The likely winners, boosted by the "martyr factor", are likely to be the PPP, followed by the party led by ex-prime minister Nawaz Sharif, the PML-N. There will have to be some uncomfortable but expedient alliances between sworn enemies. Sharif jailed Zardari. Musharraf jailed and exiled Sharif, Musharraf jailed Zardari, Zardari's wife jailed Sharif's father. Sharif brought corruption charges against Zardari's wife after she brought charges against him. And so on. It would be amusing to see this group all wrangling with each other for power, if only the consequences were not so dire.
The possible candidates for prime minister resemble a police line-up. Benazir's party, inherited from her father, Zulfiqar Ali Bhutto, will be led either by Amin Makdoum Fahim or, more controversially, by her widower, Asif Ali Zardari. After his wife's wishes (though this has been disputed in Pakistan), he was made chairman of the party until his 19-year-old son, Bilawal Bhutto (*ée Zardari; he changed his name to legitimise his inheritance) is old enough to take over. Zardari has been barred from contesting elections, but he has not ruled himself out as prime minister. He earned the nickname "Mr Ten Per Cent" because of allegations that he siphoned off state funds and took kickbacks during his wife's first term in office. Upgraded to "Mr Fifty Per Cent!" during her second term, he is believed to have looted up to $1.5bn from the Treasury. He is now appealing against a money-laundering conviction by a Swiss court and faces a separate inquiry in Britain. He was also accused of complicity in the murder of his brother-in-law, Murtaza Bhutto. The consensus in the party seems to be that Zardari was to blame for his wife's transgressions; his rule may well lead to the disintegration of the PPP as the true horror of succession sinks in.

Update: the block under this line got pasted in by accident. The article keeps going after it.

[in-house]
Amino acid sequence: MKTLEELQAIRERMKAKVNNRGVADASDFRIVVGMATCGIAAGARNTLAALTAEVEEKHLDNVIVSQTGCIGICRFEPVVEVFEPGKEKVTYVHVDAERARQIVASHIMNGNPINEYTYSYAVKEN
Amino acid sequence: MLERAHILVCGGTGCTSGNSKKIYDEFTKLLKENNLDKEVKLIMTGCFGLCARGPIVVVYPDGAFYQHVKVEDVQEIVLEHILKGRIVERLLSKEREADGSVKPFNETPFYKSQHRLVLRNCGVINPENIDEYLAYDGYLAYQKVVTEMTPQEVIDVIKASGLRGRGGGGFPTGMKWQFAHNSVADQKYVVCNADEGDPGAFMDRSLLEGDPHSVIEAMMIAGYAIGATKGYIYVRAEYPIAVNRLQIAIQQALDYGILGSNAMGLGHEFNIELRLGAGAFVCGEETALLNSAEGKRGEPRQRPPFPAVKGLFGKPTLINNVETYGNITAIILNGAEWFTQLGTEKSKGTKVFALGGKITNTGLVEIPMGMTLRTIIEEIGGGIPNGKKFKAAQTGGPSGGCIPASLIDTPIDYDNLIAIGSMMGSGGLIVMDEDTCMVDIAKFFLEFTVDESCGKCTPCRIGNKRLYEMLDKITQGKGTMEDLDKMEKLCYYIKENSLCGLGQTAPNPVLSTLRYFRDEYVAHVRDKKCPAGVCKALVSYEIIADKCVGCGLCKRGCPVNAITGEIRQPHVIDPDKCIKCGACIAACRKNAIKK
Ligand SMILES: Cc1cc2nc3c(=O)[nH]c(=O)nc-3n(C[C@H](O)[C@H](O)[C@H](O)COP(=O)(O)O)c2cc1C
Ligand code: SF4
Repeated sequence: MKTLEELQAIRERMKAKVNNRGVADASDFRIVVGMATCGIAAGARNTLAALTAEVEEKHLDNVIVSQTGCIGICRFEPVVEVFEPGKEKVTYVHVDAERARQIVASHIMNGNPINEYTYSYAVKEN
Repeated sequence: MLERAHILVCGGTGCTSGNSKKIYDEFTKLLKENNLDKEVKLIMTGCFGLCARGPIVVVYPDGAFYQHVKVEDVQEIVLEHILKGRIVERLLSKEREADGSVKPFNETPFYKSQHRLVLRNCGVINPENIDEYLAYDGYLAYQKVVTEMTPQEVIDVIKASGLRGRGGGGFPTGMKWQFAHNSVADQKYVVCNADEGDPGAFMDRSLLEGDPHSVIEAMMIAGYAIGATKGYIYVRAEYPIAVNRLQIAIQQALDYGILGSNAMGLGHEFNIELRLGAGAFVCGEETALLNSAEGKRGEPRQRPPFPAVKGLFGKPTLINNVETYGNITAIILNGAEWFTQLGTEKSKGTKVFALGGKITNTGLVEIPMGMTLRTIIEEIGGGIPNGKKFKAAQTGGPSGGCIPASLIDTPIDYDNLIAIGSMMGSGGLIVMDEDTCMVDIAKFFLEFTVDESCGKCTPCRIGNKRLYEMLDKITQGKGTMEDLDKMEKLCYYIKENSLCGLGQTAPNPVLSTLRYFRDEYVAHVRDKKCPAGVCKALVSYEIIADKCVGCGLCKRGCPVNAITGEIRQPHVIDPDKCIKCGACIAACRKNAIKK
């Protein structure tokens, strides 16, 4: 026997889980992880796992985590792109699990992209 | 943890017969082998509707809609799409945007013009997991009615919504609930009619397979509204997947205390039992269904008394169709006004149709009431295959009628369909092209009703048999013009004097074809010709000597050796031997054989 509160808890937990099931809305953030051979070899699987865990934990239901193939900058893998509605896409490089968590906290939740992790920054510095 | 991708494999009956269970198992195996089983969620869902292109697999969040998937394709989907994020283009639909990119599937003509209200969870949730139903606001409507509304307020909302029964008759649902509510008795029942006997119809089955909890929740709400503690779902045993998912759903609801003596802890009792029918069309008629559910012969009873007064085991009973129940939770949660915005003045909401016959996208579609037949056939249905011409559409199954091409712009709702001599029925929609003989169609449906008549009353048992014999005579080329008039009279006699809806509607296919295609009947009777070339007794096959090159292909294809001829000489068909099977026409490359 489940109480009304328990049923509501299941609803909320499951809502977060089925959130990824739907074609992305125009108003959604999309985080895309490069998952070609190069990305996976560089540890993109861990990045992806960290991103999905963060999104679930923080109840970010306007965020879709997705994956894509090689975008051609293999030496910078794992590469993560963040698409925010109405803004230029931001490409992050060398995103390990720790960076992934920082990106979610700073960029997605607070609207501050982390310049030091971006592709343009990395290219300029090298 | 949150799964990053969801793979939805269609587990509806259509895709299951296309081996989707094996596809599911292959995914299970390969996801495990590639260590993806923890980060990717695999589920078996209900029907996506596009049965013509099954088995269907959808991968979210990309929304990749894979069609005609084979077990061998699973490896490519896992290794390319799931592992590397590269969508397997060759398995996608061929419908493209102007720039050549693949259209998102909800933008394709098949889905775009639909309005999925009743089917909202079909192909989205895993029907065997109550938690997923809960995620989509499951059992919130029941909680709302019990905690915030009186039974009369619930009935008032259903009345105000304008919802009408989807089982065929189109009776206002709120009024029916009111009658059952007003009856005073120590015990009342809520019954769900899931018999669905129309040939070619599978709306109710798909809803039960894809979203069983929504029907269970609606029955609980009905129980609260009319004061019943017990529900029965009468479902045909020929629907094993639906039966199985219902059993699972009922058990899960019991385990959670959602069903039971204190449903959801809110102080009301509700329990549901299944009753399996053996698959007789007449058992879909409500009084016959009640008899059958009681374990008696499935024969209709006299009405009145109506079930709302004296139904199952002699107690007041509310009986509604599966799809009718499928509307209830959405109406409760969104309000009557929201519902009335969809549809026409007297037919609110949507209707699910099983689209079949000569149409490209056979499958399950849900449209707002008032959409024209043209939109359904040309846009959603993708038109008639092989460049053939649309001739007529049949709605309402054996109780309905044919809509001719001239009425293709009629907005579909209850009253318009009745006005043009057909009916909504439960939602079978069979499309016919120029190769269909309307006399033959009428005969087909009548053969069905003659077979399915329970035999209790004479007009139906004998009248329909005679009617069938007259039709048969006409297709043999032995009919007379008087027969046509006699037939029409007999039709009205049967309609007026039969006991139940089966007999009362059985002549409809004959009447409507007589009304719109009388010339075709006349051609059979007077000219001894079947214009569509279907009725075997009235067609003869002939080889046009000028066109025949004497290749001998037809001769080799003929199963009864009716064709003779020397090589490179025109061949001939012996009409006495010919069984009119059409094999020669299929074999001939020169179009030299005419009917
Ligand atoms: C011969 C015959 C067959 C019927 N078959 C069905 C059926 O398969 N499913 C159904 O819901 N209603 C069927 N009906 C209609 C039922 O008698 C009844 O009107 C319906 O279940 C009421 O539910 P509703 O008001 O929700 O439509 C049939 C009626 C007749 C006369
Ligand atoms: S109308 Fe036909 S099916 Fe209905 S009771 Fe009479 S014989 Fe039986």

Then there is Nawaz Sharif, who has also said he will lead PML-N if it wins. Twice dismissed on corruption charges, during his last term he proposed a 15th amendment to the constitution that would have made him Amir ul Momineen (leader of the faithful) – a constitutional dictator in the name of sharia law. He, too, has been guilty of political intimidation and dishonesty, but has been adept at capitalising on popular grief. In Punjab, there seems to be genuine affection for him.
And I can confess to my own grievance; he tried to have me jailed on politically motivated charges of smuggling – a non-bailable offence – in 1999. I suspect it was to intimidate my ex-husband. I returned six months later, (thanks to Musharraf) and the charges against me were dropped.
I have nothing personal against Choudhry Pervez Elahi, a staunch ally of the President and leader of the government-backed PML-Q. But he is equally tarnished by accusations of corruption. He and his cousin Chaudhry Shujaat Hussain have, say local media, made millions out of their close relationship with Musharraf.
The most depressing fact about this election for many is that it is the same old crop of tried, tested and failed politicians on offer. In rural Sindh and southern Punjab, feudal landlords have always dominated politics and the educated middle class remain excluded. It is this system that fails to allow new leaders to emerge, not the lack of viable alternatives.
There's a consensus that another election will have to be held again soon and that this vote will exacerbate the problems. Pakistanis don't believe their vote can make any difference. Weak institutions (which suit the interests of the three main power structures – the military, the mullahs and the feudals), a very small middle class, and rising extremism are not promising ingredients for lasting democracy.
One positive, though, is that the demand for democracy appears to be stronger than ever. The most promising thing happening is that the judiciary has stood up to anyone in power, especially the military dictator.
Every Thursday, thousands of protesting lawyers take to the streets seeking reinstatement of the deposed judges and restoration of the constitution to its pre-3 November status. Their movement may well maintain its momentum after today.
To quote Churchill: "The future, though imminent, is obscure." But it is not entirely without hope – although only in the topsy-turvy world of Pakistani politics could the lawyers end up being the good guys.Reuse content